Main Article Content
Risk, Experimental Economics, Investment, Decision Making, Government Ownership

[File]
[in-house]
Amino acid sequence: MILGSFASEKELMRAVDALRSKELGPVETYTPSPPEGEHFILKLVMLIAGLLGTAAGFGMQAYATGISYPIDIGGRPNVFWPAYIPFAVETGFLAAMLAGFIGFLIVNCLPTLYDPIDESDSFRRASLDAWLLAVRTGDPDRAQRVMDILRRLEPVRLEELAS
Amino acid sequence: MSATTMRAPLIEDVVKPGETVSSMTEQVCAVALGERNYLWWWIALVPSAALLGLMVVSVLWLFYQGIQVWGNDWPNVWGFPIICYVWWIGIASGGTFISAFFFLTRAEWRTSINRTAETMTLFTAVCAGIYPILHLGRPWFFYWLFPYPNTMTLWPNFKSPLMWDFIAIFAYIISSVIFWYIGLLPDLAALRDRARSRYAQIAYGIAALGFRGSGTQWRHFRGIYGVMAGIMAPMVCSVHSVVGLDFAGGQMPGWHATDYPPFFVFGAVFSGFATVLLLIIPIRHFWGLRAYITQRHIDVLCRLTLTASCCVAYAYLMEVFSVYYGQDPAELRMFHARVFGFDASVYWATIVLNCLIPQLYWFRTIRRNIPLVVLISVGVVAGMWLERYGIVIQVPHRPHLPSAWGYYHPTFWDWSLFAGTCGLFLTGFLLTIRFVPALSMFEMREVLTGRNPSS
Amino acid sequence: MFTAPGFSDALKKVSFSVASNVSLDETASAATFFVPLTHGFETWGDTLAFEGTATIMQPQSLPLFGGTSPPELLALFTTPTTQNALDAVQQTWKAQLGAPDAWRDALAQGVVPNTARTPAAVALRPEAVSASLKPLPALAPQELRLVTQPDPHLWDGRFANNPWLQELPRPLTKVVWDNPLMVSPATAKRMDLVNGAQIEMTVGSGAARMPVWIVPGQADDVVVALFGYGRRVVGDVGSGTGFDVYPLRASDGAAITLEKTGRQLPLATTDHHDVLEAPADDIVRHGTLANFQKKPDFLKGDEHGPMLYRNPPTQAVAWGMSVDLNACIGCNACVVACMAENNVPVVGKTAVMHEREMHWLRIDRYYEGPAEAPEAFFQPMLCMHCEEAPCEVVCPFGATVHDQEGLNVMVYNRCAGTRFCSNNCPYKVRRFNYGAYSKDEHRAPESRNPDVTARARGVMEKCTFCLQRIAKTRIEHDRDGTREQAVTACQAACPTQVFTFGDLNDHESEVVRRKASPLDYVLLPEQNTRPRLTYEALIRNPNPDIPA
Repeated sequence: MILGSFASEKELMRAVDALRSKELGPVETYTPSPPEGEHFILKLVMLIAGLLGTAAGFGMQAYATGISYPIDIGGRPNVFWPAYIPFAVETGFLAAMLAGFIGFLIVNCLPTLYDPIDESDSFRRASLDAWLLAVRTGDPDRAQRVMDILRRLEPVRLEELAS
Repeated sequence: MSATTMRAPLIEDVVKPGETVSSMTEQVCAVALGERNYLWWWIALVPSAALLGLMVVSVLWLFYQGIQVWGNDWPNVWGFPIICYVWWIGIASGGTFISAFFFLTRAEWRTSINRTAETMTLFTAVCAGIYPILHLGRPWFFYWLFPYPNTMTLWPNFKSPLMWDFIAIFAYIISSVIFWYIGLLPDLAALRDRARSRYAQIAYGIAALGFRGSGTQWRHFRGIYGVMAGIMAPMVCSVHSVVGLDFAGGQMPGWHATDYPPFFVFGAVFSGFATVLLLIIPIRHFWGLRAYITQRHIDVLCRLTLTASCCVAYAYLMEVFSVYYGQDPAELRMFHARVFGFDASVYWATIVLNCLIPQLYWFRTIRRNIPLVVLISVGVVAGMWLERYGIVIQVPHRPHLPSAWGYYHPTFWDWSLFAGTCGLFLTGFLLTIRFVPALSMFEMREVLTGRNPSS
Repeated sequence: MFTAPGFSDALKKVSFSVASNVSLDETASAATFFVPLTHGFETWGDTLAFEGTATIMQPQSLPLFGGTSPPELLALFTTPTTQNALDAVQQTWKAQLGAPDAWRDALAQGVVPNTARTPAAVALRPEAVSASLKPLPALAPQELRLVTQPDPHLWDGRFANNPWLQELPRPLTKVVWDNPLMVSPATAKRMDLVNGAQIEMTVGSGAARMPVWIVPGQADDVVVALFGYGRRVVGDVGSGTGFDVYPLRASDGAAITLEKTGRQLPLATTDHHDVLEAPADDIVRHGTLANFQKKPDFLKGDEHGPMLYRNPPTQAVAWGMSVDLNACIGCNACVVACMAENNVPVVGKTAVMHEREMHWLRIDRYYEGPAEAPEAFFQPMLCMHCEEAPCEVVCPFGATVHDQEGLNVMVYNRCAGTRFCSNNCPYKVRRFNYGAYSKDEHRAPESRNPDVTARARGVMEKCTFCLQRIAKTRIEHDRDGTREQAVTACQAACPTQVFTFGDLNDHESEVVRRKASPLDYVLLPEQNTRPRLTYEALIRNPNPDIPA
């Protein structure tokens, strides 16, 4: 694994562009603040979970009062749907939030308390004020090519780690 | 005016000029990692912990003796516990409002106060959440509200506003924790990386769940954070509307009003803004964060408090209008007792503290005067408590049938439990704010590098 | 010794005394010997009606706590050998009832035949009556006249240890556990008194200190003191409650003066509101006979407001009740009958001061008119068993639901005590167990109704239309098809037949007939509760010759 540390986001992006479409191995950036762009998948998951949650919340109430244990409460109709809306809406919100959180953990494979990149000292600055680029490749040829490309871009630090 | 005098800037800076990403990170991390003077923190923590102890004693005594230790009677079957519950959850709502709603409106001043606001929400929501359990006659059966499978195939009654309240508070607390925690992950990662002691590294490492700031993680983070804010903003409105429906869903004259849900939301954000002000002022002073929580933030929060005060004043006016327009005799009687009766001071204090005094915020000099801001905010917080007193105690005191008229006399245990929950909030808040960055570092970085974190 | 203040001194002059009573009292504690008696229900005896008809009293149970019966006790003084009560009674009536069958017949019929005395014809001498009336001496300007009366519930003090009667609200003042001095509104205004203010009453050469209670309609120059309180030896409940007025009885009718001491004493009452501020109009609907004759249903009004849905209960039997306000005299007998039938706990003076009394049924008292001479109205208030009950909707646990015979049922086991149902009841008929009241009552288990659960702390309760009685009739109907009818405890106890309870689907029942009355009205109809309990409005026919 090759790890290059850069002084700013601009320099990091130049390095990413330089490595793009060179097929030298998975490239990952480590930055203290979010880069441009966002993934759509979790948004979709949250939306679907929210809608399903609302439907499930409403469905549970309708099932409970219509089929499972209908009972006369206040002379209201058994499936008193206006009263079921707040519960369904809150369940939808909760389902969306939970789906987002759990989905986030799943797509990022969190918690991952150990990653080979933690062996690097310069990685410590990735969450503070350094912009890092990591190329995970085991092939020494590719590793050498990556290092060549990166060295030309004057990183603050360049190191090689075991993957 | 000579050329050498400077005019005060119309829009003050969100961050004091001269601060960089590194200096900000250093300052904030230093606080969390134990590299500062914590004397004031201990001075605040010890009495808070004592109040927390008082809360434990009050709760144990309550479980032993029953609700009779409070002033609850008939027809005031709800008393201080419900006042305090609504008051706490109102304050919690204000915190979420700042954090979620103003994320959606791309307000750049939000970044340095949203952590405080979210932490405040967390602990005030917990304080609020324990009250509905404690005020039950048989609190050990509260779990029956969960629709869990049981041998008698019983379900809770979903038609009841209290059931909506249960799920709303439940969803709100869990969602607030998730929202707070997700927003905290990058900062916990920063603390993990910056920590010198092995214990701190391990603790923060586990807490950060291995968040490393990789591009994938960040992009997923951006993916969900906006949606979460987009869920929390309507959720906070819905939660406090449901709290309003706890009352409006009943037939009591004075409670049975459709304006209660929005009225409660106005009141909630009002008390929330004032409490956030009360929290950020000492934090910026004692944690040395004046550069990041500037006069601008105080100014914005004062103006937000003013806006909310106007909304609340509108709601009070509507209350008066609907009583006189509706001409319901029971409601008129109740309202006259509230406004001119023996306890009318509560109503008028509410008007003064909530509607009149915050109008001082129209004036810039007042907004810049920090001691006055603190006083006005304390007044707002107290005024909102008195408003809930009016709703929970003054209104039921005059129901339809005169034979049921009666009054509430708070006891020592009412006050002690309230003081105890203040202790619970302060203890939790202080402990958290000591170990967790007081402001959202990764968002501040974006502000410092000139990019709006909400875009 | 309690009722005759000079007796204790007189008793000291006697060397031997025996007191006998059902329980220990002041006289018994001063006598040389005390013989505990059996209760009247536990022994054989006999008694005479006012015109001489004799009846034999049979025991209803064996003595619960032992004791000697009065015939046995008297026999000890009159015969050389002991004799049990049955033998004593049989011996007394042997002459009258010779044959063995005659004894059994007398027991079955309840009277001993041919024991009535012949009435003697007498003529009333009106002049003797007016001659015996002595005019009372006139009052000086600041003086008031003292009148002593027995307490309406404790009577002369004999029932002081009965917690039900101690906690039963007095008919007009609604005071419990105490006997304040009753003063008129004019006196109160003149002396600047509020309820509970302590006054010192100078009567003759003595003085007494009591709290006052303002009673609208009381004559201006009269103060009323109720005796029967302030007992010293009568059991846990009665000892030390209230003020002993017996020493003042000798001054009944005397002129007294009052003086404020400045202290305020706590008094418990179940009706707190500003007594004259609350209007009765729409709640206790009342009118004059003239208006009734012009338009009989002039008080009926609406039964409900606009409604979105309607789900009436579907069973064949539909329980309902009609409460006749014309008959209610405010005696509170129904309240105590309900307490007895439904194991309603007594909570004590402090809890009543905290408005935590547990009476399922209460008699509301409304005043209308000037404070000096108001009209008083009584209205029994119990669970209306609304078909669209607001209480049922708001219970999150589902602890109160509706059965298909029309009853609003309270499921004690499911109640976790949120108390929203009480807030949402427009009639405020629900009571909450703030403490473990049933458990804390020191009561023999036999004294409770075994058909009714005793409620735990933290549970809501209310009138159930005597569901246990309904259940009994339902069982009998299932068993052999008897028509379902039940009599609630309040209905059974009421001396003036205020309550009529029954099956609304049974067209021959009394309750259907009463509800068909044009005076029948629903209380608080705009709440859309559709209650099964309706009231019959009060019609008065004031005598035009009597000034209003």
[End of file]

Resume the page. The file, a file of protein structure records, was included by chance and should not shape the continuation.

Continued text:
This paper uses empirical evidence to examine whether people take more risk for their own potential loss/gain and less risk for other people’s potential loss/gain or vice versa. An experiment is described wherein participants had the option of taking different risks in exchange for their own benefit and the benefit of others. Results indicate that subjects take a statistically significant higher level of risk for themselves as individuals than they do when other’s payoffs are at stake. This indicates that people are less risk averse in making decisions for themselves and more risk averse in making decisions that affect others. However, when the amount of reward is increased, the findings change. The purpose of the experiment is to find a better explanation for how government-owned businesses or large corporations work, where anecdotal evidence suggests much less innovation and risk taking takes place compared to small proprietary firms.